FIRST PERSON - Alex Magno (The Philippine Star) - November 23, 2019 - 12:00am

Earlier in the week, some news outlets reported that President Duterte ordered further rice importation suspended.

The Department of Agriculture unceremoniously suspended a scheduled press conference until the matter is cleared. The Agriculture Secretary subsequently announced there would be no suspension in importation although the process might be tightened.

To be sure, the President is under great political pressure from farmers’ groups complaining about how low palay prices have dropped since we shifted to an open trading regime for the basic staple. That is an expected outcome, one to be addressed through public buying programs and other direct assistance to the farmers from the money raised from tariff revenues on rice imports.

Lest we forget, the shift to a tariff regime for rice was driven by the shortages we experienced last year when rice importation continued to be a government monopoly. The rice shortages kicked up the price for rice. Eventually, they kicked up the inflation rate to really intolerable levels.

Experts have clamored for decades to end the inefficient and vulnerable system of quantitative restrictions on rice importation. It took the convergence of shortages and inflation last year to supply the political conditions to finally get rice tariffication done.

A truly revolutionary piece of legislation was finally passed, with the populists kicking and squirming on the sidelines. Free rice trading will give us security of supply. Revenues raised from tariffs, in turn, will enable us to assist our farmers modernize our farm systems to the tune of over P10 billion a year.

Passage of the rice tariffication law had immediate results. It brought down the price of the commodity and hence the inflation rate. It also opened the floodgates of rice importation that, in turn, influenced palay pricing downward.

The answer to the problem does not lie in suspending rice imports. Even the President of the Republic cannot prevent the application of the law. Doing so might be a popular gesture; but cannot be legal.

What the President can do is ask Congress for supplemental funding to support a public palay procurement program. Or, by some persuasion, local governments may be encouraged to buy rice from the farmers, using the commodity in lieu of yearend bonuses.

All these will involve subsidies of some sort to cover the dislocation during the transition. That is tolerable.

The Foundation for Economic Freedom, a group of the country’s best economists, put the issue most sharply. If rice importation is abruptly suspended, that will reward only the rice hoarders whose warehouses are now filled to the brim as they await a more favorable price to bring windfall profits.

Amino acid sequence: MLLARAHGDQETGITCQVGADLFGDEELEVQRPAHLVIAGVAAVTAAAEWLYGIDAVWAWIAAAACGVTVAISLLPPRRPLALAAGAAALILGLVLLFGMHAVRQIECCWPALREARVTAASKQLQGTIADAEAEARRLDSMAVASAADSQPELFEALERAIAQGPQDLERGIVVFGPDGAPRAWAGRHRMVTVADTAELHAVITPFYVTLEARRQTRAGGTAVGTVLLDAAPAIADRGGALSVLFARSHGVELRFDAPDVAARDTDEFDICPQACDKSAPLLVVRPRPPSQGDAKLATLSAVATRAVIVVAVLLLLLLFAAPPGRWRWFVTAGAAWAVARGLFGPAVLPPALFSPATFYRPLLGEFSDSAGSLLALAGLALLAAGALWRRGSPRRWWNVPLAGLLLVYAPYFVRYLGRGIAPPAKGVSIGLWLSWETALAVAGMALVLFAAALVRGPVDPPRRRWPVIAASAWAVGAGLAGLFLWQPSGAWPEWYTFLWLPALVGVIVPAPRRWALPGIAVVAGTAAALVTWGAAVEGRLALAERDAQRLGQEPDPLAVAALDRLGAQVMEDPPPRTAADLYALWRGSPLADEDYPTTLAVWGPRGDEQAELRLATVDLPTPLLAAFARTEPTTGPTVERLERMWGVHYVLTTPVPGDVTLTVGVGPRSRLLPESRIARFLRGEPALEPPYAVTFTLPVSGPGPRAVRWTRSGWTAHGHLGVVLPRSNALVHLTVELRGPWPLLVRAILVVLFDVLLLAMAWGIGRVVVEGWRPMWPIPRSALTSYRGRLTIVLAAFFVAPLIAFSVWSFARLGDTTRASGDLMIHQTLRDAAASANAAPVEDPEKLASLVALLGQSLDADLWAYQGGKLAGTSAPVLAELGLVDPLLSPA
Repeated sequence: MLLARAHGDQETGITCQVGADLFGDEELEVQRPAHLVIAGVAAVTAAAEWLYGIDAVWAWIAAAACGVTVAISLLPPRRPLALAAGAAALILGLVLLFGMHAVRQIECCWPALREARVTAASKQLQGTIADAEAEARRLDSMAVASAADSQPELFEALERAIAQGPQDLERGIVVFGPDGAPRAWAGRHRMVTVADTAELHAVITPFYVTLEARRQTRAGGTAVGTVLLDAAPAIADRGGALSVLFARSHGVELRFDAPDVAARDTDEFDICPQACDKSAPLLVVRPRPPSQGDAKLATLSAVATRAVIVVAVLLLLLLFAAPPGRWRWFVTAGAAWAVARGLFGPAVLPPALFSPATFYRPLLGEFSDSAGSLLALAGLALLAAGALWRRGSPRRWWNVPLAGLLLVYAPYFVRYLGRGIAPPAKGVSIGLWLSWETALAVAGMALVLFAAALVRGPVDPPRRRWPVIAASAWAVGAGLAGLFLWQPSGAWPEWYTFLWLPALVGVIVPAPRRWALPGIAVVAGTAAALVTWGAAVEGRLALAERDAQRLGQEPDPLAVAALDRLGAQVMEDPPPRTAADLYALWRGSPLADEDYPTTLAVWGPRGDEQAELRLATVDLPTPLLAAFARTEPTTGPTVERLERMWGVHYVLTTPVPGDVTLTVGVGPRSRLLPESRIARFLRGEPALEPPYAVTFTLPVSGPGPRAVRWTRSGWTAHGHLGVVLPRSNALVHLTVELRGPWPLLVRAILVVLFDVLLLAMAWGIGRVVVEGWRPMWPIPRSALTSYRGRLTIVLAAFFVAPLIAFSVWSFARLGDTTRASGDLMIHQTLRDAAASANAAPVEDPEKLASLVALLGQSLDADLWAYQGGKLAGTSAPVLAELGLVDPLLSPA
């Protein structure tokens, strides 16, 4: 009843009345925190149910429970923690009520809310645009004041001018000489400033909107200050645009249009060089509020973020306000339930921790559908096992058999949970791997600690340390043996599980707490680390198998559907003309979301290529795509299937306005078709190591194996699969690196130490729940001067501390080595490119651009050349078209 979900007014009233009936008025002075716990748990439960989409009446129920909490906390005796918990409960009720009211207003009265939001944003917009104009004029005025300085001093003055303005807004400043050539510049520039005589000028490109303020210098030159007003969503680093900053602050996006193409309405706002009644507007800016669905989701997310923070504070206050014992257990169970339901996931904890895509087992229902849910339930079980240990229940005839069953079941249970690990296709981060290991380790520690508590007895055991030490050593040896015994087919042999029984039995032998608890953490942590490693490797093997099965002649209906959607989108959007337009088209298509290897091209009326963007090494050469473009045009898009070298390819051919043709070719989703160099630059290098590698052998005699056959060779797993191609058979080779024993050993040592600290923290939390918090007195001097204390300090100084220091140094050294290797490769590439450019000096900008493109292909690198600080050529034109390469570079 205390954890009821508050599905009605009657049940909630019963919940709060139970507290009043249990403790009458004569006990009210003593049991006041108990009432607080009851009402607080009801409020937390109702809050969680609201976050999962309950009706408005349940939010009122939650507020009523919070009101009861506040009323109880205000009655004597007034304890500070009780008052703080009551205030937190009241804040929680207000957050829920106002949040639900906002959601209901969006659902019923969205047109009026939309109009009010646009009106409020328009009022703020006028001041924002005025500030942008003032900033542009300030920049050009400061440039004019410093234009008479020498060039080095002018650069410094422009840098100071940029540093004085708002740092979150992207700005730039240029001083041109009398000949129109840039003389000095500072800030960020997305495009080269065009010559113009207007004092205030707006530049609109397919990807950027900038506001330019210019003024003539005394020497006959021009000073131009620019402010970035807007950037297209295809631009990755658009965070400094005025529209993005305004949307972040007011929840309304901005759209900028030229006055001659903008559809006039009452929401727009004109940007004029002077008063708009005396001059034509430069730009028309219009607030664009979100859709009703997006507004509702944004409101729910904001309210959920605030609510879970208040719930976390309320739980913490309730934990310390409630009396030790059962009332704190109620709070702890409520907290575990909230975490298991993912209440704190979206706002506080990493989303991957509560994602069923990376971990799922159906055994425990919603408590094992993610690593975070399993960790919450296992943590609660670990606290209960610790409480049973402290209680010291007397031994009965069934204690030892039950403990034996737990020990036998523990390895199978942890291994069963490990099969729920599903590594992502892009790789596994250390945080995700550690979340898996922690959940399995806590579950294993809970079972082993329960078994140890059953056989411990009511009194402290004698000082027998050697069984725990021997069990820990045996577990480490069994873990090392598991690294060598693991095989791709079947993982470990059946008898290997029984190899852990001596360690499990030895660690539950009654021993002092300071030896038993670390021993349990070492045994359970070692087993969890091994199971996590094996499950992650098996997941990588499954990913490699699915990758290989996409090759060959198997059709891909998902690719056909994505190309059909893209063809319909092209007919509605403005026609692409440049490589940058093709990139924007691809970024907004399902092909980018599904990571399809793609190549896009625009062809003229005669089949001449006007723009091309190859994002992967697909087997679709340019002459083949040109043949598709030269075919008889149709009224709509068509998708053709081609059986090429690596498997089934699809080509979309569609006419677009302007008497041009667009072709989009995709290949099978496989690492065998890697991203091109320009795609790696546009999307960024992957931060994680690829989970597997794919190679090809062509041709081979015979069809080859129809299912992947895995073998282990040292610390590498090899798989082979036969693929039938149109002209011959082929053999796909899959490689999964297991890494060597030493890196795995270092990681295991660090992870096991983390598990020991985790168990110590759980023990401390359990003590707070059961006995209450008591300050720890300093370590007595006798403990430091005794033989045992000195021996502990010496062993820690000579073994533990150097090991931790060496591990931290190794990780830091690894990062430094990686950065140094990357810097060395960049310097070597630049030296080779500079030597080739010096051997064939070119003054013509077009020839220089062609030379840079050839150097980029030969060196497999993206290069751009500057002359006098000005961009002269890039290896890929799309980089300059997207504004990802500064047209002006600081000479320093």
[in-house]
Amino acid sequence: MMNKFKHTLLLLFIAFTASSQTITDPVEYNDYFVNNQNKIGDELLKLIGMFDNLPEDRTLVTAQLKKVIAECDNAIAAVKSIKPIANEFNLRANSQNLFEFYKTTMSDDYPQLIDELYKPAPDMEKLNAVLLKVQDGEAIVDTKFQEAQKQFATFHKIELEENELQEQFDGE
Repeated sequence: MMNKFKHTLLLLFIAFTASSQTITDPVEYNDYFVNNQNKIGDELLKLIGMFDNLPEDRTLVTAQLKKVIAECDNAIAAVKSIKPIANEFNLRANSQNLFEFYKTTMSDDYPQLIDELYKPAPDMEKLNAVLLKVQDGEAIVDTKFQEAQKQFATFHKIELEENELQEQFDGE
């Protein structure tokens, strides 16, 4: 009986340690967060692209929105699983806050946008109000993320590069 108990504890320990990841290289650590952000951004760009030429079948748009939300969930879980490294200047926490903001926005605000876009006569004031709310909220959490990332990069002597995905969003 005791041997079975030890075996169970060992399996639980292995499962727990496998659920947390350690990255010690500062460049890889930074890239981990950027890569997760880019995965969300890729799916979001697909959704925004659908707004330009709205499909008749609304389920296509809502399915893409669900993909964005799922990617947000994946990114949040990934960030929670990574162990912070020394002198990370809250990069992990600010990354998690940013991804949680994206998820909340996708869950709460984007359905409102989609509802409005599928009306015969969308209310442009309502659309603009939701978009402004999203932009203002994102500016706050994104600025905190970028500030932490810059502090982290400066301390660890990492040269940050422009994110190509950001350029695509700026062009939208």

That favorable price will kick up inflation and multiply our people’s miseries. It will only bring us back to the preexisting condition where rice was expensive and the farmers were poor.


The Senate review of the 2020 national budget allowed Sen. Franklin Drilon ample opportunity to grandstand.

Last week, he judged the infrastructure modernization program a “dismal failure.” The facts quickly calmed his outrage.

 Then Drilon shifted his attention to the Philippine Sports Commission, questioning how the facilities at New Clark City might be recouped. If the same questions were asked 80 years ago, the Rizal Memorial Coliseum might not have been built. To this day, the magnificent edifice is a source of national pride even if it is unused most days of the year.

The senator narrowed his focus to the cauldron that he claims cost P50 million. He raised the usual facile comparisons regarding how many classrooms might be built with that amount.

But he did not raise the most important comparison. When Singapore hosted the South East Asian Games the last time it was held, they spent the equivalent of P65 million on the cauldron. The city state also spent the equivalent of P15 billion in hosting the 2015 Games.

We could have scrounged around for any old batya, stuck in on a used electric pole and called that the cauldron. But as regards the track, the pool and, yes, the cauldron, there are Olympic standards to be met.

When we hosted the APEC, the Noynoy administration asked for a budget of P10 billion even if that expense did not produce any lasting edifice in its wake. No one whined about that as Drilon now whines about the P6 billion we invested in the Games. We have an obligation to the international community to deliver the best in our hosting.

For P6 billion, we have managed to rehab the Rizal Memorial and the Ultra. We built a whole new sports complex at Clark that will serve a projected Philippine Sports Academy. It will also anchor the development of a new government center in that area.

In the face of all the intrigue Drilon spewed regarding the preparations for the Games, House Speaker Alan Peter Cayetano set aside protocol and chose to appear at the Senate as a resource person to answer all questions. Several deputy speakers accompanied him.

It was Drilon, we will recall, who moved to cut the SEA Games budget from the original P7.5 billion to just P5 billion. The organizing committee had to raise P1 billion from the private sector to enable us to make suitable preparations. Now, on the eve of the Games, Drilon was casting doubt about the integrity of the preparations.

With the delay in the passage of the 2019 budget, the SEA Games money was also delayed. Notwithstanding, the organizing committee did a heroic job of getting the venues ready ahead of the Games.

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